Already a fan favorite is "Oliver James" — a "fable song," according to Pecknold, one of many tracks about death on the record, something the singer attributes to feeling "morbid" at the time he wrote them. Other common Fleet Foxes themes are family, redemption, nostalgia and change, but little or no romance. If none of that sounds particularly modern, Fleet Foxes don't accept that they are a throwback band.

"To me one of the pitfalls of revivalism is that you're speaking outside your own experience," said Wescott, "and we get inspiration from everywhere, but we are mindful of expressing ourselves and our own ideas. Some people may interpret it as old or new, but it's just coming from us."

In terms of songwriting, Pecknold says he can't worry about coming off as brand-new.

"I've found that if I tried to write something specifically new-sounding, it somehow diluted what I was doing. If you are not the lucky dude with the right sensibility that you're totally brand-new and everyone hears it as new, then the best thing to do, I've found, is to write songs you think are OK and not really worry about sounding old or new."

Pecknold should know. At the young age of 22, he's been at this writing thing for a while.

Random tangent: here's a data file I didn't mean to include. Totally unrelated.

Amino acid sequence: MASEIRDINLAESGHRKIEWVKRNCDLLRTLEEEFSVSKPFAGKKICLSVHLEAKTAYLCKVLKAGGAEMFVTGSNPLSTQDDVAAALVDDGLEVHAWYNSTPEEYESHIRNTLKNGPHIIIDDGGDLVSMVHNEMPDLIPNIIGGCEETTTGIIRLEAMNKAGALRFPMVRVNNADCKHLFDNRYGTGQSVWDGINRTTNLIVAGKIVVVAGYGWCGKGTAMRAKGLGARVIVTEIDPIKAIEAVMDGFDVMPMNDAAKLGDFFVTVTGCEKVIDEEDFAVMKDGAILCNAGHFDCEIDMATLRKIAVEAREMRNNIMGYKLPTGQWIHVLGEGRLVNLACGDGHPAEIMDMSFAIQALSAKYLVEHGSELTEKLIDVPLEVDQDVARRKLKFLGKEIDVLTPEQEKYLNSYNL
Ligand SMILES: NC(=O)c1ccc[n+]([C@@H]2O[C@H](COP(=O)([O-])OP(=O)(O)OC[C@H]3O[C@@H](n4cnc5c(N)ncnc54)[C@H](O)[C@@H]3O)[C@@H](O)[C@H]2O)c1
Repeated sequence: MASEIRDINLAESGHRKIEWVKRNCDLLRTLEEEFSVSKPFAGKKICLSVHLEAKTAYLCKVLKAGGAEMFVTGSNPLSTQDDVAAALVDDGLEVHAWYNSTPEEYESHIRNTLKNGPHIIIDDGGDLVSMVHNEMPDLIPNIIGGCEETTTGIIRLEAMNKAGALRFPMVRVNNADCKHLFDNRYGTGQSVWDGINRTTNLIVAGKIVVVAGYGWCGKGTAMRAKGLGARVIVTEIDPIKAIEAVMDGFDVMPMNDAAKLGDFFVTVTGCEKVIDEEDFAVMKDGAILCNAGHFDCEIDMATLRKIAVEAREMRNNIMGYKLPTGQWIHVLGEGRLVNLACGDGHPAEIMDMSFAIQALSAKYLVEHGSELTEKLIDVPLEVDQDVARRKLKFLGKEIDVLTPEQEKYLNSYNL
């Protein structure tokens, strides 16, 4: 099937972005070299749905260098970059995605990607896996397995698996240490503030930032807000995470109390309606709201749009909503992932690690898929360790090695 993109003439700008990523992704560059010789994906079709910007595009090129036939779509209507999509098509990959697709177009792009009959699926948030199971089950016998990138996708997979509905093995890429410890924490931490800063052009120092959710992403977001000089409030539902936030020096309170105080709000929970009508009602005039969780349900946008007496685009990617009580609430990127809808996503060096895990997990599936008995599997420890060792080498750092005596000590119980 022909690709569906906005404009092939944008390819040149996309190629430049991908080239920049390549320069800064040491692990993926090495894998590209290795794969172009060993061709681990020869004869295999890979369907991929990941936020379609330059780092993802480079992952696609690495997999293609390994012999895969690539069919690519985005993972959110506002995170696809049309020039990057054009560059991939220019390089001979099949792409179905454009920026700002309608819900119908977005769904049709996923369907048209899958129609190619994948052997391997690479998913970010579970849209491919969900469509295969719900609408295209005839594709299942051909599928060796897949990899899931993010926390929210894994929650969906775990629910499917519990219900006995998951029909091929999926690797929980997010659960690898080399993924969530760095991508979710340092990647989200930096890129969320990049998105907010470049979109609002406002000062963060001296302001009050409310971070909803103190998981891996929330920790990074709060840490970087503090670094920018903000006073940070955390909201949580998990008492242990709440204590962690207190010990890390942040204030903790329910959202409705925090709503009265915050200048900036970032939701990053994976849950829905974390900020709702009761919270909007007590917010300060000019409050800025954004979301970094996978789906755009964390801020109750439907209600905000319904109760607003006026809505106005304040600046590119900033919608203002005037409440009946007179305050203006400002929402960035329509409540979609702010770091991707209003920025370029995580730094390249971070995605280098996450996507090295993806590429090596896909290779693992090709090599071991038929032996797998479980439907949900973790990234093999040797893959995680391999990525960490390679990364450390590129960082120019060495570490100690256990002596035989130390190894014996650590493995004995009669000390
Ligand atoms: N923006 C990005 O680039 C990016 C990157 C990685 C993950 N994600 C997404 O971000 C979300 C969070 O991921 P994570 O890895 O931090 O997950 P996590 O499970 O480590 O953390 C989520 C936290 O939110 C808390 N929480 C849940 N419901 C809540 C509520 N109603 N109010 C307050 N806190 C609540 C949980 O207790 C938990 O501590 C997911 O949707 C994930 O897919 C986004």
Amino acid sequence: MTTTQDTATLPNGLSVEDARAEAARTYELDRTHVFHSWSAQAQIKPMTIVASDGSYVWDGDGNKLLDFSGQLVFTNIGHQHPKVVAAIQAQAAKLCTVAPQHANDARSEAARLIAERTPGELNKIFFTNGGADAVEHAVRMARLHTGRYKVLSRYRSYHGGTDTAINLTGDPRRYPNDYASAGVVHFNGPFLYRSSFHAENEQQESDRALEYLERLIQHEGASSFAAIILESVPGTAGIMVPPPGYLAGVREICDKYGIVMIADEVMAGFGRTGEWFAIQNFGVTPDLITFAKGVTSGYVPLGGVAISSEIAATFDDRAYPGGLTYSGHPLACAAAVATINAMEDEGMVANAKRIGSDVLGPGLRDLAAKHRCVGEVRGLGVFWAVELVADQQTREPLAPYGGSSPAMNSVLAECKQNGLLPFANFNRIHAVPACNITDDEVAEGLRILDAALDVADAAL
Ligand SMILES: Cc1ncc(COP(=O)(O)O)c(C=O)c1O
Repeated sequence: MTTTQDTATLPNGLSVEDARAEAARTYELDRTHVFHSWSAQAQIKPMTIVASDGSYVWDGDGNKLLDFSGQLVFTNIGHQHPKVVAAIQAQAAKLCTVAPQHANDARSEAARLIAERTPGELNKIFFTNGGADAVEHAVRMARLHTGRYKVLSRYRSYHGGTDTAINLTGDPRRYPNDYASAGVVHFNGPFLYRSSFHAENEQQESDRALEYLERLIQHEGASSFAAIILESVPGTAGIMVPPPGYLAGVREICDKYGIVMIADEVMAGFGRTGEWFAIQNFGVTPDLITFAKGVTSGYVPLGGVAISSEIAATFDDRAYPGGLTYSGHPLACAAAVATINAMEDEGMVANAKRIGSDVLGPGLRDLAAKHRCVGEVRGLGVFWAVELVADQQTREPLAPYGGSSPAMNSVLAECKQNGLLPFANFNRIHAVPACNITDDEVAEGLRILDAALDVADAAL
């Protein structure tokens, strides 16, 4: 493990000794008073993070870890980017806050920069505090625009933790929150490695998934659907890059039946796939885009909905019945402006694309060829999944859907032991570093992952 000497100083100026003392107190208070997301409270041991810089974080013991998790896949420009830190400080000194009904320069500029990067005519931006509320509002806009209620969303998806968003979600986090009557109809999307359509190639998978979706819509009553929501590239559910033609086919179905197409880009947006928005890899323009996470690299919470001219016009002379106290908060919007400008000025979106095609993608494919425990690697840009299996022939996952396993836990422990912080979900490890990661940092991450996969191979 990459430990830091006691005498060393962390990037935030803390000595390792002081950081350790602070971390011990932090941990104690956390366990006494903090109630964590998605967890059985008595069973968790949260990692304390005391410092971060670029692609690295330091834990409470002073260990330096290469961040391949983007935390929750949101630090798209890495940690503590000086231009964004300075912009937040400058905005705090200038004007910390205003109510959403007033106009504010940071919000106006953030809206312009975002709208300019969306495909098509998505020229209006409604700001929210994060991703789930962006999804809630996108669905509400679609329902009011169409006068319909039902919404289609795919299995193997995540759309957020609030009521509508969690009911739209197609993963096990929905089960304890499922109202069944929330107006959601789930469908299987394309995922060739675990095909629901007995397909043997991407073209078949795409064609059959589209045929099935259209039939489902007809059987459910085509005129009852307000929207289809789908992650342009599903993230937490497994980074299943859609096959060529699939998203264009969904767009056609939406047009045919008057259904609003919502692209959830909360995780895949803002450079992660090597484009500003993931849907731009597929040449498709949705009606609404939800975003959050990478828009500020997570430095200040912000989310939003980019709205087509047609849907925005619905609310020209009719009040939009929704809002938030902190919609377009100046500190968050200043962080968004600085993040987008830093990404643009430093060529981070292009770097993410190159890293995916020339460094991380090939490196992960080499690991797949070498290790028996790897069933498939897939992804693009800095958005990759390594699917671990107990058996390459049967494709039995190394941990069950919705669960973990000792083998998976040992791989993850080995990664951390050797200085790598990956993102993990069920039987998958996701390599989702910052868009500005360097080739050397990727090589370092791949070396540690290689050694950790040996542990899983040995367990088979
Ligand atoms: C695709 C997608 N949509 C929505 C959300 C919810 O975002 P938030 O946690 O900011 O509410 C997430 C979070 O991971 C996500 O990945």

"Robin's been writing songs since he was born," Skjelset joked.

Not quite, but the two met at age 12, and only a couple of years later, Pecknold was learning guitar. Admittedly, the son of "hippie parents," he was immersed early and often in '60s music, and like a good Pacific Northwesterner, took to the Elliott Smith songbook and began initially modeling his own songs after the indie hero.

It wasn't long before Pecknold and Skjelset had the nucleus of a band, one that's seen an ever-evolving lineup over the years, with musicians coming onboard from such noted Seattle acts as Pedro the Lion and Crystal Skulls. First, there was Wescott, who brought on bassist Christian Wargo, and most recently drummer Josh Tillman.

"There have been a lot of transitions," Wescott admitted, "but I really feel like this current group of people feels like the creative beings that should be doing this. I've never been part of a creative synergy that's this strong, ever."

It's a formula that seems to be working at the moment, whether measured in sales — 43K and counting, per SoundScan — press or word of mouth ... and even measured in detractors. Fleet Foxes may love harmony, but the blog world doesn't, and out there, among a few, "Fox hunting" has already become a sport. But you're nothing until you've got haters, right guys?

"Yeah well, we have a backlash strategy," Wargo said.

Pecknold: "We have a manila envelope in the van."

Tillman: "Casey and I are both wearing keys that go into the death switch."

Wescott: "Yeah, it's the kill switch for Robin, so when it's that time, it's like, it's over."

Wargo: "It'll be, like, 'Robin, the backlash has begun!' "

Hopefully, not too soon. Fleet Foxes play those Northwest dates with Wilco beginning August 18. See more of our interview with the band, and a live performance, at Rhapsody.com.